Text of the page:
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EN

Abstract

There are two key moments when the Amazon is used as the setting for Brazilian science fiction, both during periods of dictatorship in the twentieth century. The first takes place during the authoritarian government of Getúlio Vargas (1930-1945), the second after the decades-long push for modernization and technological change imposed by the military government from 1964 to 1985. My study shows that, for writers of the first half of the twentieth century, the Amazon is a place of adventure, a setting for stories whose imaginative events ignore the region’s anthropology, history and indigenous cultures. Among the early Brazilian Amazonian adventure fiction novels studied are A filha do Inca (1930) and Kalum (1936), both by modernist Menotti Del Picchia, and two works by science fiction writer Jerônymo Monteiro, O irmão do diabo (1937) and A cidade perdida (1948). In contrast, authors writing between 1983 and 2008 portray dystopian outcomes for the local populations and the environment. I discuss the presence of the monstrous in three such novels: mainstream writer Marcio Souza’s allegorical science fiction novel, A ordem do dia (1983), Ivanir Calado’s tale of dark fantasy Mãe do sonho (1990) and finally Roberto de Sousa Causo’s novella of alien invasion O par (2008). In other words, contemporary authors choose to depict traumatic events and to focus on the symbolism of the Amazon as “virgin territory,” a term that engages the imagery of rape, vampirism, and psychological and bodily invasion, highlighting the consequences of dictatorship and modernization.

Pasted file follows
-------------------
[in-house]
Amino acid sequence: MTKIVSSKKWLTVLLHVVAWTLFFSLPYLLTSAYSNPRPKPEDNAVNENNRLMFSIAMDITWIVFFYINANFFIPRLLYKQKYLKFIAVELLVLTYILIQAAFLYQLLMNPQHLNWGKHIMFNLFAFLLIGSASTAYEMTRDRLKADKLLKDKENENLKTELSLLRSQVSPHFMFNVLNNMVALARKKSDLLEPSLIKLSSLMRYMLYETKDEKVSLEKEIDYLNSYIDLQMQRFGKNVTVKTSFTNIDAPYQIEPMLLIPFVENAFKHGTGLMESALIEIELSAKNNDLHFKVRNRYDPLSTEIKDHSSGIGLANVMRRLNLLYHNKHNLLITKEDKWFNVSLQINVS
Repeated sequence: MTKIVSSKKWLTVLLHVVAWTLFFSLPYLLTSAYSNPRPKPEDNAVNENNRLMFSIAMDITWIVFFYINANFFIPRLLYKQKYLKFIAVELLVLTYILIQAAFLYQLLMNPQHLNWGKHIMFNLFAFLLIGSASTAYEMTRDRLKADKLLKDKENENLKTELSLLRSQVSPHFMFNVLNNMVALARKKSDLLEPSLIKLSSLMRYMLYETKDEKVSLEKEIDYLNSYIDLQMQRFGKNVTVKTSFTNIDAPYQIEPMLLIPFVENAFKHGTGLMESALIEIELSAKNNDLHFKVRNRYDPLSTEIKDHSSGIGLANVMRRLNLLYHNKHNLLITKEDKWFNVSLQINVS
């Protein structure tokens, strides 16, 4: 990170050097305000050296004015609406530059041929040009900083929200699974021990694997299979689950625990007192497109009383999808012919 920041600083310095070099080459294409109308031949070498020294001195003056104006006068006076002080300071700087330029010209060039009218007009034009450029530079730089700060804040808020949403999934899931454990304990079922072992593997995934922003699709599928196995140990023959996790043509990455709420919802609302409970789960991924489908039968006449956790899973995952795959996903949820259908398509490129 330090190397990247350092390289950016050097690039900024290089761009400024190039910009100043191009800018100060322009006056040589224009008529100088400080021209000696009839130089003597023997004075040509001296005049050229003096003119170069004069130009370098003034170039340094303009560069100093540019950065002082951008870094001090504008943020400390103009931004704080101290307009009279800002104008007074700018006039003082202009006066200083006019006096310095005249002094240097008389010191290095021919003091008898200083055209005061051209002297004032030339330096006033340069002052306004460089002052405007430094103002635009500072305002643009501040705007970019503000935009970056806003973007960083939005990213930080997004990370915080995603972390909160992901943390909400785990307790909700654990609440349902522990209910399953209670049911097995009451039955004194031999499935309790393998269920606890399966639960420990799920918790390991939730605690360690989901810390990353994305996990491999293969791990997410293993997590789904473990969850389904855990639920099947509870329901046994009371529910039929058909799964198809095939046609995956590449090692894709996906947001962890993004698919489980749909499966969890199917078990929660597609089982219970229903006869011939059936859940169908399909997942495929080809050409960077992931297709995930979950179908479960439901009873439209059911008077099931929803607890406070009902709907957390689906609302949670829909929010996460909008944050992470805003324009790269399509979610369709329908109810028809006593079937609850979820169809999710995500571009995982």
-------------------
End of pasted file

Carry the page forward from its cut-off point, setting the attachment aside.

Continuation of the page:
DOI

http://dx.doi.org/10.5038/2167-6577.3.1.3

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